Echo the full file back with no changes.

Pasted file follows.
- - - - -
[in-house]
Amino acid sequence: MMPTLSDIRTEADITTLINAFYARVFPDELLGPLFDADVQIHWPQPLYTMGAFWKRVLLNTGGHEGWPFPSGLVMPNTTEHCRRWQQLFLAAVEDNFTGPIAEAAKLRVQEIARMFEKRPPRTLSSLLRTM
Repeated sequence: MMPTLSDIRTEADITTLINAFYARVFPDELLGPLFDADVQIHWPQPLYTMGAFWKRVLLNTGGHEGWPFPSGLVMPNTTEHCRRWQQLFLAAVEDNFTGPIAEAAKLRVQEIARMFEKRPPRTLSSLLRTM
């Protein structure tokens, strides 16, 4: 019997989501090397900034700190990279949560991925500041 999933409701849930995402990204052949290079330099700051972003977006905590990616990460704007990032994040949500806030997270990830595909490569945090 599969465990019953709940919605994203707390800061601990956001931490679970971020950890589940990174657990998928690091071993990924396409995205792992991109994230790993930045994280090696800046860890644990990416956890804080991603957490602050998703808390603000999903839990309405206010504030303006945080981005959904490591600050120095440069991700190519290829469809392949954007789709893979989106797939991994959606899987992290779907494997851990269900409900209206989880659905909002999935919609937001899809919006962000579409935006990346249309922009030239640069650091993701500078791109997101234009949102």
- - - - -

[in-house]
Amino acid sequence: MMPTLSDIRTEADITTLINAFYARVFPDELLGPLFDADVQIHWPQPLYTMGAFWKRVLLNTGGHEGWPFPSGLVMPNTTEHCRRWQQLFLAAVEDNFTGPIAEAAKLRVQEIARMFEKRPPRTLSSLLRTM
Repeated sequence: MMPTLSDIRTEADITTLINAFYARVFPDELLGPLFDADVQIHWPQPLYTMGAFWKRVLLNTGGHEGWPFPSGLVMPNTTEHCRRWQQLFLAAVEDNFTGPIAEAAKLRVQEIARMFEKRPPRTLSSLLRTM
């Protein structure tokens, strides 16, 4: 019997989501090397900034700190990279949560991925500041 999933409701849930995402990204052949290079330099700051972003977006905590990616990460704007990032994040949500806030997270990830595909490569945090 599969465990019953709940919605994203707390800061601990956001931490679970971020950890589940990174657990998928690091071993990924396409995205792992991109994230790993930045994280090696800046860890644990990416956890804080991603957490602050998703808390603000999903839990309405206010504030303006945080981005959904490591600050120095440069991700190519290829469809392949954007789709893979989106797939991994959606899987992290779907494997851990269900409900209206989880659905909002999935919609937001899809919006962000579409935006990346249309922009030239640069650091993701500078791109997101234009949102």